Another thread for questions and answers. This may be annoying to some, but whatever, I have questions that I seem to have a hard time finding answers for. I want first hand Catholic input, not from another source that doesn't accurately represent Catholicism.
By the way I want to say that I have only respect and these questions are to only understand.
My first question deals with tradition. Where in scripture does it say that we are to obey the traditions of our early church fathers, especially when some of them seem contradictory to scriptures?
Without tradition the bible is a waste of good paper. It's tradition which determined which gospels and epistles were to make up the bible and which of those those were to be left out (even outright rejected). Your very acceptance of the bible is an adoption of OUR tradition. Otherwise, you'd have no faith that you actually have a copy of the true life, nature, and teachings of Christ and his apostles. Maybe the gnostic gospels and other such stuff were the true deposit of scriptural text. Maybe Jesus was just a pacifist with some local political religious ideas that upset a few of the wrong people.
Faith either starts with the apostolic church, from which it can then extend to the product of holy/theological tradition--the bible--or it doesn't start anywhere. Christian-wise, that is. If you don't have faith in the apostolic church, which Christ directly instituted ( and not the bible), feel free to return your bible. You've probably been sold snake oil by us apostolic-church going pharisees, after all.
When was Sacred Scripture finished? Who had the Sacred Scripture?
Sacred Scripture wasn't completed for a long time after Jesus was crucified and raised up. And, after it was finished, it took awhile for it to circulate everywhere and a lot of money to copy the scrolls. So...what did they do until even the Bishops and priests had all the Scrolls?
I point you to 2 Timothy 2:2: What you have heard from me, before many witnesses entrust to faithful men who will be able to teach others also.
Timothy is the second link in a chain of succession, and Paul is specifically is talking about three generations here, Paul's, Timothy's and, those that learn from Timothy.
What they did was pass down the teaching through two channels Apostolic succession and the people.
The Bishops taught future Bishops, and the Bishops taught the Christians the Gospel, and the "traditions." Now, you might ask what is this "tradition" where did it come from. Well, it came from Jesus. You'll ask me where it is in the Bible. Well, I have a question for you, do you think that all that Jesus did is in the Gospels? Or, do you think in the three years of his ministry and 33 years that the man may have done more than just what the Gospels say?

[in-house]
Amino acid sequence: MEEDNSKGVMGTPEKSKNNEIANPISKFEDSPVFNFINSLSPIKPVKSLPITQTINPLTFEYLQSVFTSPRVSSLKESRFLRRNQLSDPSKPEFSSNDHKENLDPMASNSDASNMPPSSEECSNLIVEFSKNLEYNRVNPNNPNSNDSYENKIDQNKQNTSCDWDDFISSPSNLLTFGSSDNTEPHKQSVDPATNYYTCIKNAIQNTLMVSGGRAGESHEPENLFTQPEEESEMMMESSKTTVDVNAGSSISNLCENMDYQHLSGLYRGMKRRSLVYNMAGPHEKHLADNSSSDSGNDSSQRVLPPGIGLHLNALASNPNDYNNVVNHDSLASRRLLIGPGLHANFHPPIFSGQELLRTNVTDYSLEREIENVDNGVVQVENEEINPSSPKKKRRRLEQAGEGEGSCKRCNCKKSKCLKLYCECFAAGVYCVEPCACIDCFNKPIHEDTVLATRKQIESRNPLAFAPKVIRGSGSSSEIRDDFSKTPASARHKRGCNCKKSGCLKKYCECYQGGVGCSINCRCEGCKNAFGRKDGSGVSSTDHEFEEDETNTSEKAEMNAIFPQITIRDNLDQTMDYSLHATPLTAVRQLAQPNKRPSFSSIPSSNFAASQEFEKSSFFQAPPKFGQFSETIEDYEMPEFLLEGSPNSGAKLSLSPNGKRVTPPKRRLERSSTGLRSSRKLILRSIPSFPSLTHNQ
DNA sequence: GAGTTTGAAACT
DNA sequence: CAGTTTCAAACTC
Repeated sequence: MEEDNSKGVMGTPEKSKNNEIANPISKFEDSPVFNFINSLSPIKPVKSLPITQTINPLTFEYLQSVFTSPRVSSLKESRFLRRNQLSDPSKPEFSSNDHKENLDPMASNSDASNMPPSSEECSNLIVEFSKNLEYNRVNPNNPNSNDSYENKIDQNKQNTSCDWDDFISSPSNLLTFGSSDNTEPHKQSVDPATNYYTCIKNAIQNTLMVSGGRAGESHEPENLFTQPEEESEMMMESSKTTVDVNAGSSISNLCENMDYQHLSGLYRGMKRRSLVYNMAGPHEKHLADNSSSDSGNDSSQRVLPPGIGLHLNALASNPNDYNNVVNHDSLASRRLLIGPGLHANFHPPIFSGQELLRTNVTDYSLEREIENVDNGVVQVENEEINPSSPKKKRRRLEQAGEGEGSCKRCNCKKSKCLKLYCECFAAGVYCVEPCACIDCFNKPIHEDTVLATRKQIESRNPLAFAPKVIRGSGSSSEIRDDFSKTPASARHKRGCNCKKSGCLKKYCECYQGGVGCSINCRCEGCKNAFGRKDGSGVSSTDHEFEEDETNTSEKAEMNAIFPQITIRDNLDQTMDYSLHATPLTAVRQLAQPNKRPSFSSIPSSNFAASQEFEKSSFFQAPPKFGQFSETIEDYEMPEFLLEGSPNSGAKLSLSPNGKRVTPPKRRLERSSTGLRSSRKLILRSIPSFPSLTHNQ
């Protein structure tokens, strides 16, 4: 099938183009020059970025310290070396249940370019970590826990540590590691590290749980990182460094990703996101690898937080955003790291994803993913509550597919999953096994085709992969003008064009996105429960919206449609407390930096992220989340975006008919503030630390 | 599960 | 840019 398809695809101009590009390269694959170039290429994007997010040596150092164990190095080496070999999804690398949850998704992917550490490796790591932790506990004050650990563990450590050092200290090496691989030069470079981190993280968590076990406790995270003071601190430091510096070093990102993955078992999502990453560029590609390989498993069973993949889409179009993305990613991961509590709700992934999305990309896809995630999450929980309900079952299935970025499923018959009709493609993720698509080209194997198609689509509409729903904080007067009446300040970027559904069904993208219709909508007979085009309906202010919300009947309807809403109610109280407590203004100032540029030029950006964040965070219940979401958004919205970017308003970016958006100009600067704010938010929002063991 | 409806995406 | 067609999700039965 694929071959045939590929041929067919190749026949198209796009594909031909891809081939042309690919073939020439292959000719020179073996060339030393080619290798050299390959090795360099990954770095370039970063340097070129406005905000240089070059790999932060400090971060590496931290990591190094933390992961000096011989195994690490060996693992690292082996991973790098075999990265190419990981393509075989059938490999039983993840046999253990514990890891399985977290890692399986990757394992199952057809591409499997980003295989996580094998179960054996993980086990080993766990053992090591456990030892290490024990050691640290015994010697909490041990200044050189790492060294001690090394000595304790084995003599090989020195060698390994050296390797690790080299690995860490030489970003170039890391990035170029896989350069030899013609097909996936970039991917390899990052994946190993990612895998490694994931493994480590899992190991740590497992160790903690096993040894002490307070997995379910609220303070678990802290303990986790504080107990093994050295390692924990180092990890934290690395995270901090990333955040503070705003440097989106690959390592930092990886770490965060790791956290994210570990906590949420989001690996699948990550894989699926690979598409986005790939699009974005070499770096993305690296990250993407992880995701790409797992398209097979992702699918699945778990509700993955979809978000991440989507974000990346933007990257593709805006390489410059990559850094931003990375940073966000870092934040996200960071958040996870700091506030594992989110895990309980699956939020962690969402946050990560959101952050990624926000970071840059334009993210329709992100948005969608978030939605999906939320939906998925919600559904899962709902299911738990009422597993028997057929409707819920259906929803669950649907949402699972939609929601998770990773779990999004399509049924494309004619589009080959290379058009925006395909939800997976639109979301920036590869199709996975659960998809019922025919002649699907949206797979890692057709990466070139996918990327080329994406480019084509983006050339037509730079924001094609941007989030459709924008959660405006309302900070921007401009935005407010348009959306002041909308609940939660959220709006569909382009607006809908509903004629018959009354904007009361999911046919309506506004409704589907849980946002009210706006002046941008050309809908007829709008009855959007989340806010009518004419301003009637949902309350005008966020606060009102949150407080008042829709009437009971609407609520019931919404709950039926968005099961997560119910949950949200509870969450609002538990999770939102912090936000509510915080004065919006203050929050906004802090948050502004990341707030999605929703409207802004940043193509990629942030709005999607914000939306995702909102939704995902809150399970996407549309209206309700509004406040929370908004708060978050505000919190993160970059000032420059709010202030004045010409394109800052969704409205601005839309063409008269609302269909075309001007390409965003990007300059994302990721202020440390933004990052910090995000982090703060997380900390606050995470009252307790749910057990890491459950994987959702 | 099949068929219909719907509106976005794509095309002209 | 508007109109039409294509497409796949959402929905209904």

John 21:25 says, "there are also many other things which Jesus did; were every one of them to be written, I suppose that the world itself could not contain the books that would be written."
As we can see that it isn't true that every thing Jesus did is captured in the Gospels, there is oral teaching as well as witnesses. Witnesses are usually where a lot of evidence for our "tradition" comes from. When Doctrine or Dogma is put in place it has to match 1) the Bible and 2) come from the early Church fathers.
2 Tim 2:15 the word of truth: The gospel message, which is "heard" through preaching (Eph 1:13; Col 1:5). Uppermost in Paul's mind is the word of God orally proclaimed (1 Thess 2:13), not the word of God written in the Scriptures (Rom 15:4), though the latter is often central to Christian teaching and evangelism (2 Tim 3:16).
Well I hope you dont feel like I was deliberately slandering your faith, as this is what I have heard. That is why I made this thread, to get an understanding of Catholicism from Catholics, not from Wikipedia.
I don't think that it is possible to do what he is saying. I mean we honor (not worship) the saints, and that honors God, and we pray to the saints and they pray to God for us, but worship is only for God.
Do you pray to saints because that is in your historical literature? I grew up Catholic but can't remember for the life of me why I did half the things that I did. And that goes for saying the rosary as well. The Bible is pretty clear that Jesus Christ is the only intermediary between God (the father) and man.